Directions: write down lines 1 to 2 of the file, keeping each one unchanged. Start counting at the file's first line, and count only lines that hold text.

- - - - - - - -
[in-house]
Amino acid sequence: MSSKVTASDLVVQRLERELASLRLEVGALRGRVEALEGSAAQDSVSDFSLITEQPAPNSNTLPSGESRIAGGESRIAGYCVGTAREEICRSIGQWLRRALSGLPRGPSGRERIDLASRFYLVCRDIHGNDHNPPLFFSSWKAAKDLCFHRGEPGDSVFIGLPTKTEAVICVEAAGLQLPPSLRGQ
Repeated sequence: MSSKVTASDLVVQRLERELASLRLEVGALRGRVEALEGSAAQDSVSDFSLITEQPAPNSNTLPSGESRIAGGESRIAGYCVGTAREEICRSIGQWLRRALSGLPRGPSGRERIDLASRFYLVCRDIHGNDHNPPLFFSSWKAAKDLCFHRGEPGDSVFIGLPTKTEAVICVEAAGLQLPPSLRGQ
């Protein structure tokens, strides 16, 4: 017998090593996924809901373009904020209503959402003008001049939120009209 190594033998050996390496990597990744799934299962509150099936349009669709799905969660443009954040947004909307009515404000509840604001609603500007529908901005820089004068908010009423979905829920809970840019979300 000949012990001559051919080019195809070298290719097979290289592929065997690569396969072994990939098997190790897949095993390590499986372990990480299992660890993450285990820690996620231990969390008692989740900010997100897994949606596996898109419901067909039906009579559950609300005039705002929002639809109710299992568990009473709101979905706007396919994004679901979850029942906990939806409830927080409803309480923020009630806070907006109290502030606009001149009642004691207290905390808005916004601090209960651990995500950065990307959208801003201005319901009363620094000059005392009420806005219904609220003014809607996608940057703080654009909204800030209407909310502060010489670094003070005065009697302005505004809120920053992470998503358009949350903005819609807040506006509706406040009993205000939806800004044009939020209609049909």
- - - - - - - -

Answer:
[in-house]
Amino acid sequence: MSSKVTASDLVVQRLERELASLRLEVGALRGRVEALEGSAAQDSVSDFSLITEQPAPNSNTLPSGESRIAGGESRIAGYCVGTAREEICRSIGQWLRRALSGLPRGPSGRERIDLASRFYLVCRDIHGNDHNPPLFFSSWKAAKDLCFHRGEPGDSVFIGLPTKTEAVICVEAAGLQLPPSLRGQ